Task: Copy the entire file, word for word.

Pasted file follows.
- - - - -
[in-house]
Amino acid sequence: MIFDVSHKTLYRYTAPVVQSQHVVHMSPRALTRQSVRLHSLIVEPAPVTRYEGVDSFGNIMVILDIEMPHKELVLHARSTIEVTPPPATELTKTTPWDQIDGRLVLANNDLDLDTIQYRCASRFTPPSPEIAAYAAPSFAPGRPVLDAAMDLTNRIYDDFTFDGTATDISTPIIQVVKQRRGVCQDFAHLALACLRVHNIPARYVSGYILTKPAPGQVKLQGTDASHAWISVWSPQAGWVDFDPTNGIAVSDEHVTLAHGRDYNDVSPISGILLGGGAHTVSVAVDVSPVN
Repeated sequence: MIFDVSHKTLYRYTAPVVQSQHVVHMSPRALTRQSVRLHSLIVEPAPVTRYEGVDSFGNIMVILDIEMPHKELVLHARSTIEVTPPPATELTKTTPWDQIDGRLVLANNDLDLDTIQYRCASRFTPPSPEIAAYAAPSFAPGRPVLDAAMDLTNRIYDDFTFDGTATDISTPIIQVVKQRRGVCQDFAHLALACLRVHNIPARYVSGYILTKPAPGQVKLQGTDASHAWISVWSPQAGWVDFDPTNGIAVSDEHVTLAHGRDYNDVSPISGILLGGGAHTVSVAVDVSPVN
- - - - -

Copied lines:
[in-house]
Amino acid sequence: MIFDVSHKTLYRYTAPVVQSQHVVHMSPRALTRQSVRLHSLIVEPAPVTRYEGVDSFGNIMVILDIEMPHKELVLHARSTIEVTPPPATELTKTTPWDQIDGRLVLANNDLDLDTIQYRCASRFTPPSPEIAAYAAPSFAPGRPVLDAAMDLTNRIYDDFTFDGTATDISTPIIQVVKQRRGVCQDFAHLALACLRVHNIPARYVSGYILTKPAPGQVKLQGTDASHAWISVWSPQAGWVDFDPTNGIAVSDEHVTLAHGRDYNDVSPISGILLGGGAHTVSVAVDVSPVN
Repeated sequence: MIFDVSHKTLYRYTAPVVQSQHVVHMSPRALTRQSVRLHSLIVEPAPVTRYEGVDSFGNIMVILDIEMPHKELVLHARSTIEVTPPPATELTKTTPWDQIDGRLVLANNDLDLDTIQYRCASRFTPPSPEIAAYAAPSFAPGRPVLDAAMDLTNRIYDDFTFDGTATDISTPIIQVVKQRRGVCQDFAHLALACLRVHNIPARYVSGYILTKPAPGQVKLQGTDASHAWISVWSPQAGWVDFDPTNGIAVSDEHVTLAHGRDYNDVSPISGILLGGGAHTVSVAVDVSPVN